Written by

Photo courtesy of Walla Walla Senior Citizens Center.

Seventeen percent of Walla Walla County residents are age 65 or older, according to the U.S. Census Bureau, and nearly nine percent of them live below the poverty line. Thanks to a new grant from the Council of Independent Colleges (CIC), Whitman College aims to assist some of these struggling seniors, particularly the men, to retain their autonomy by learning to cook, a skill historically supplied by women.

"This grant gives the college a great opportunity to help students address an important local need identified by our community partners and to do so in a creative, meaningful and fun way," said Noah Leavitt, associate dean for student engagement and principal investigator for the outreach. 

Called Men Making Meals, funded at $11,900 and targeting widowers, caregivers and Meals on Wheels recipients, "It builds on what we know is one of the strengths of our existing Adopt-A-Grandparent program, which helps foster close intergenerational friendships," he said, "and goes one step further by allowing Whitman students and older area residents to learn and share food together." 

Eight Whitman students will serve as cooking instructors and companions during the 2017-18 academic year in this collaboration between Whitman's Student Engagement Center, the Walla Walla Senior Citizens Center and the United Way. Participants will be recruited through the senior center and number about 10 per class. Men Making Meals will offer a trial run in August before debuting in October. 

Breaking bread 

"Food really connects people," said sociology major Katy Woodall '18, who has been engaged in community outreach since her earliest days at Whitman and is laying the groundwork for this program. "The skill-based component to the class also provides purpose and structure, and I hope that the shopping and food preparation skills that the seniors take away from the class will be useful to them in their everyday lives." 

Plus, she added, "There is a lot to be gained in terms of mutual understanding and friendship." 

Rachna Sinnott, director of grants and foundation relations at Whitman, agreed. "Based on my research in writing the grant, there can be a great educational benefit for college students when they interact with older people-helping to reduce negative stereotypes young people have of older people and increasing their understanding of aging." 

Professor of Psychology Matthew Prull, whose studies the aging process, extended this thought by commenting that "young and older adults working together toward a common and worthwhile goal is likely to enrich the lives of all."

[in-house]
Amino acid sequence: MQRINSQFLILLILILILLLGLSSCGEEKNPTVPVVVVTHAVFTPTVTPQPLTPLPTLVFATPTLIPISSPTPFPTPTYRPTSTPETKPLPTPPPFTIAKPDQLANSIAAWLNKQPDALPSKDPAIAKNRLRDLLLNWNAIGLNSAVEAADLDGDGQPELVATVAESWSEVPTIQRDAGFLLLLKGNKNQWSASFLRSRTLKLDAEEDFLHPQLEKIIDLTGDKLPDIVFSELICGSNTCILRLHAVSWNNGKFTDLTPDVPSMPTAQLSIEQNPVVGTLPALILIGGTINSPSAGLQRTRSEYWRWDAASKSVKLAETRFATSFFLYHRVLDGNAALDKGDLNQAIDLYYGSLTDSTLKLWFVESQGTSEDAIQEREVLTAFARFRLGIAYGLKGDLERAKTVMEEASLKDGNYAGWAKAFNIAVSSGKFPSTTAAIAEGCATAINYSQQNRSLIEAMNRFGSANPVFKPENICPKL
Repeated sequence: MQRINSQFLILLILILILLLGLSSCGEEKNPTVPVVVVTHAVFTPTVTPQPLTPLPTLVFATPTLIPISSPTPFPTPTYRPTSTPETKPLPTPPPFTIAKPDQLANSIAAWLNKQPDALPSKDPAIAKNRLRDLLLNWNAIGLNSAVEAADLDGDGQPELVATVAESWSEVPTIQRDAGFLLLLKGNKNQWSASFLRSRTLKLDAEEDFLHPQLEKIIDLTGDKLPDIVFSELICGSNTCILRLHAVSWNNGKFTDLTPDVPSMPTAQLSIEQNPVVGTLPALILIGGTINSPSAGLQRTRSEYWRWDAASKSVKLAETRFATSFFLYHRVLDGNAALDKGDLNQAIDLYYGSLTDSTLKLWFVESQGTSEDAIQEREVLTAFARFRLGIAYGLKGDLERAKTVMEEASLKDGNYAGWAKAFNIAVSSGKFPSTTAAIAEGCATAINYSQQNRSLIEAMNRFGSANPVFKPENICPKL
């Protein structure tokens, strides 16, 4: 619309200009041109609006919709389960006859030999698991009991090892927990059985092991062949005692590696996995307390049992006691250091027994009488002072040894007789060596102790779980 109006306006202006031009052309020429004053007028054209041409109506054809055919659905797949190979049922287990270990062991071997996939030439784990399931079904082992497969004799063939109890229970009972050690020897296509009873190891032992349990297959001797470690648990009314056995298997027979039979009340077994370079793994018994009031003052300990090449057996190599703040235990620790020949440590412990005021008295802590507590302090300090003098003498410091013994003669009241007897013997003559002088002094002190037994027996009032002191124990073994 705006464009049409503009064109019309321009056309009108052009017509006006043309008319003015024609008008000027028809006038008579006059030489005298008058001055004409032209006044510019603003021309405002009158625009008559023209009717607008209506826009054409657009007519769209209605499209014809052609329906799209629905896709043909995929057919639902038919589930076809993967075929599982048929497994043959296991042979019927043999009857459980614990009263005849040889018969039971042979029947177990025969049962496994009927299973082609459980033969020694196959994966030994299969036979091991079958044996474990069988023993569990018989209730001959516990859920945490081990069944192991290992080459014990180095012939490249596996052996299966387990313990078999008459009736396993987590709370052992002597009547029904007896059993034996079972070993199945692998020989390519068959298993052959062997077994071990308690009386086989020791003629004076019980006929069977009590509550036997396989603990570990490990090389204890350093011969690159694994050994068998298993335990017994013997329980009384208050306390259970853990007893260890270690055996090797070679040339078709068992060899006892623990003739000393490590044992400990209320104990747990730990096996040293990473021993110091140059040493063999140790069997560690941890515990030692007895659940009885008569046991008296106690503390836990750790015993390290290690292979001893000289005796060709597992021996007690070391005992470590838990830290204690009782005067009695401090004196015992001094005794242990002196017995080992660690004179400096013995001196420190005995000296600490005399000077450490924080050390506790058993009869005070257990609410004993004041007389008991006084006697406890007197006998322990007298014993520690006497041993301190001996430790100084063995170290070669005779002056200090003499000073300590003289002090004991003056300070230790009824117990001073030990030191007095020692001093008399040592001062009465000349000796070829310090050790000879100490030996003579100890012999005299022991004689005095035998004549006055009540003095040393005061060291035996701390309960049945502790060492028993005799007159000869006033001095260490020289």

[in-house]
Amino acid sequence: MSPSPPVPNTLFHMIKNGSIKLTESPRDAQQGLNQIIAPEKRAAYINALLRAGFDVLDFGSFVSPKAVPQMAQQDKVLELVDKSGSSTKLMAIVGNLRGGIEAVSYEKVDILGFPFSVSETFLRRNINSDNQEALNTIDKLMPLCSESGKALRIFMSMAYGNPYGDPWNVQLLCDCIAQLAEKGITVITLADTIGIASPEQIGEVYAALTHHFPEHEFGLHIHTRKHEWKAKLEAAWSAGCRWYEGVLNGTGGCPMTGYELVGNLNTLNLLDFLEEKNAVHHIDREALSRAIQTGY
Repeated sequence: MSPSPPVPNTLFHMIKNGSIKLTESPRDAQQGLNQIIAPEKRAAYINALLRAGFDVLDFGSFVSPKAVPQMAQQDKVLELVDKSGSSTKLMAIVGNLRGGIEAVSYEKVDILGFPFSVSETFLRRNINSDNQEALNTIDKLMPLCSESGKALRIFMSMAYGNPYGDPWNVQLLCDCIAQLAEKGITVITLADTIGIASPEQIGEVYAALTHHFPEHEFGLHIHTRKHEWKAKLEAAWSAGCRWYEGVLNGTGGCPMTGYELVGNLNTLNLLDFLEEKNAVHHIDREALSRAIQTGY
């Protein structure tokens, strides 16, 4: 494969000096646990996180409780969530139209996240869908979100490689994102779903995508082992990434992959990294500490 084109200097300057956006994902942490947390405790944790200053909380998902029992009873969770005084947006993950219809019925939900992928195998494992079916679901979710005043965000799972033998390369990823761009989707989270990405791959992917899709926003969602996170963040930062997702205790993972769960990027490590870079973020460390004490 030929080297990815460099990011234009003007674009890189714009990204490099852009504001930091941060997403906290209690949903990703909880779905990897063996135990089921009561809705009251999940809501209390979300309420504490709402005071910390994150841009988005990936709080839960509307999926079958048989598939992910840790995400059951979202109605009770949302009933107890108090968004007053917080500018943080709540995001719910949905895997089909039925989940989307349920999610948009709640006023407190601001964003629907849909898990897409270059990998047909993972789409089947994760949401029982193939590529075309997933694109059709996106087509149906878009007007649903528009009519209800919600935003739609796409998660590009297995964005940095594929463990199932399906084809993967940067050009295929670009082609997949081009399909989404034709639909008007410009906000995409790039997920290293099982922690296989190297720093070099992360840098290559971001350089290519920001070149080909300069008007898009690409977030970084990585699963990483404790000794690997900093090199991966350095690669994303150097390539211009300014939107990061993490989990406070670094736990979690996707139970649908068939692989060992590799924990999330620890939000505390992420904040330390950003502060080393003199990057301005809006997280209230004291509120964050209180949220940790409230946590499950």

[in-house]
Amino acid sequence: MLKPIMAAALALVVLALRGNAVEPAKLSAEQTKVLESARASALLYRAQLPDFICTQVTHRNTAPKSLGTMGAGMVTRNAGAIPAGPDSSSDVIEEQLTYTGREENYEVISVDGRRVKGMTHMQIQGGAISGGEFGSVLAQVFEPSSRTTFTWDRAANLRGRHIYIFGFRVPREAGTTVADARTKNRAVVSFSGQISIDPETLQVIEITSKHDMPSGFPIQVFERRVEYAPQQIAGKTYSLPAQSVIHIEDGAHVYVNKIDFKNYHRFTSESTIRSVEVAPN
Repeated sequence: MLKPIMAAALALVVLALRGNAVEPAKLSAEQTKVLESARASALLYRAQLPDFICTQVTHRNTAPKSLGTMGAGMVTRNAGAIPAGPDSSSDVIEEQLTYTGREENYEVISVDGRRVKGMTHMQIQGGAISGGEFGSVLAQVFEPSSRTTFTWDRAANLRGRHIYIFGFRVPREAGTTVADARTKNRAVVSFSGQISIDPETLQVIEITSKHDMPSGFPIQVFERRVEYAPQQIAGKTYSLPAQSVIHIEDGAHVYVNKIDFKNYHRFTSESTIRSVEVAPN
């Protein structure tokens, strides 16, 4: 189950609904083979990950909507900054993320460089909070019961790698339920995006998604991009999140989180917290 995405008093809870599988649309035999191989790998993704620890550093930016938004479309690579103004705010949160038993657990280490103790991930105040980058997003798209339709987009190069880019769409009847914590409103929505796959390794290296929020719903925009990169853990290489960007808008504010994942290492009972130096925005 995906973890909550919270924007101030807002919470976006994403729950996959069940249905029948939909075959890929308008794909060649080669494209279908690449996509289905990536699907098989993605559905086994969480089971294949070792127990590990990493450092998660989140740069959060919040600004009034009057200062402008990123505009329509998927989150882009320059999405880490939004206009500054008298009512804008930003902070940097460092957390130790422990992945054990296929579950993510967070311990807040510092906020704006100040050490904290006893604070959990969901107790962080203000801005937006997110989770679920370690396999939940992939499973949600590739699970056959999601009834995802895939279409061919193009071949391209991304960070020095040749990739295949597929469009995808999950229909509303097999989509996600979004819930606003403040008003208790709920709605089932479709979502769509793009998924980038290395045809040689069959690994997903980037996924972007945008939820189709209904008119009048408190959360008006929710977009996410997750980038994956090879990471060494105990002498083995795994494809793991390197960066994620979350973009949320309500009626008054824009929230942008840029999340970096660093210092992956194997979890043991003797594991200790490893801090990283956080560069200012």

Improving society   

Men Making Meals is not a novel concept; the program has been launched in communities across the country, including Spokane. The idea to bring it to Walla Walla originated with Howard Ostby, executive director and nutrition director at the senior center, who read an article about it in The New York Times. He started an application years ago but was stalled by the lack of resources. So he has high hopes for the partnership and its potential to keep otherwise high-functioning seniors out of full-time care facilities, extending their quality of life while saving taxpayer dollars. 

"It is very cost effective for society to keep individuals in their homes," Ostby explained, yet "male seniors in particular may not have been brought up in a culture where they can take care of themselves." 

While older women generally may have more experience in the kitchen due to the gender norms of previous generations, cooking skills are key for all seniors to maintain independence. Studies show that elderly men often suffer more from poor nutrition after their wives become sick or die, leading to an unbalanced diet or to skipped meals. The challenge is acute for seniors on a fixed income, since eating out or buying prepared meals is more expensive than cooking at home. 

Making friends 

In addition to addressing this economic concern, the classes are intended to reduce the isolation of seniors and increase the mindfulness of students.  

"Seniors citizens may well get a 'shot of energy' from associating with younger individuals," said Ostby. "Students will get the wisdom of senior citizens." 

Professor of Sociology Michelle Janning, consulted on the proposal, echoed these sentiments. 

"When I heard about the Men Making Meals project, I was thrilled not only because it bridges Whitman and the Walla Walla community in a thoughtful way, but also because it centers on what research tells us works well for community development and cooperation: namely, building relationships across groups that don't usually interact," she said.   

Men Making Meals is part of the CIC's Intergenerational Connections program, which is supported by the AARP and fosters positive relationships between college students and older adults.